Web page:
Researchers say the way we eat today is, quite simply, not sustainable for future generations.
Around the world, too much land is being used in the production of meat, they say. (As an example, nearly 150 million acres are used to feed livestock in the United States.) Healthier alternatives would also reduce greenhouse gas emissions.
A report, compiled by an international group of scientists and published by The Lancet, advocates for a “planetary health diet.” The diet would be good for you and healthier for Earth.
That diet puts a heavy emphasis on fruits and vegetables, as well as whole grains and plant-based proteins like nuts and seeds. The diet includes, in limited portions, animal protein, added sugar, dairy and eggs.
As one bonus, the recommended daily calorie intake climbs from 2,000 to 2,500 in the “planetary health diet.”
“Eating the best balance of calories from a mix of mostly plant proteins, mostly unsaturated fats, and from carbohydrates found in whole grains, fruits, and starchy vegetables along with a variety of non-starchy vegetables is the standard recommendation for the general population,” Margaret Mangan, a registered dietician at the University of North Carolina’s REX Healthcare, told Well and Good. “It’s widely known that the energy needed to produce the equivalent amount of calories from meat is higher and creates a greater carbon footprint — certainly at the industrial meat production level. Plant-based meal plans have the potential to meet one’s needs at a lower environmental and economic cost.”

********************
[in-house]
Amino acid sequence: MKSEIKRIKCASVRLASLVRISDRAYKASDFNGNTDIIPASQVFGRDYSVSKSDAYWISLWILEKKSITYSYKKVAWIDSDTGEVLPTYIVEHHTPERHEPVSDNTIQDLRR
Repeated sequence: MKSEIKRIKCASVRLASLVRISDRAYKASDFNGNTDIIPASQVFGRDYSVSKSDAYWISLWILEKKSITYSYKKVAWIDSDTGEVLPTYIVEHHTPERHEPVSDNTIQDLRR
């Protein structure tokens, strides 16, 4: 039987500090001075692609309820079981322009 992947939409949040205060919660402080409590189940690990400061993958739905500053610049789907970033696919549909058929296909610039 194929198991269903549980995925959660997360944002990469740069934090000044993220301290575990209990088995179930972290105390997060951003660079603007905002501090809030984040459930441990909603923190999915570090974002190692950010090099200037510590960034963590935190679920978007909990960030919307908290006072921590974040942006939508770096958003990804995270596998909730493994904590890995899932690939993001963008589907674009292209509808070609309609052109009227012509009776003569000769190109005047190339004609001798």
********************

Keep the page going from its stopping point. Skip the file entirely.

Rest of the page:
Achieving sustainability by 2050 could prove to be a challenge.
“Global consumption of fruits, vegetables, nuts, and legumes will have to double,” lead study author Walter Willet says. “And consumption of foods such as red meat and sugar will have to be reduced by more than 50 percent.”
Think this “planetary health diet” could work?
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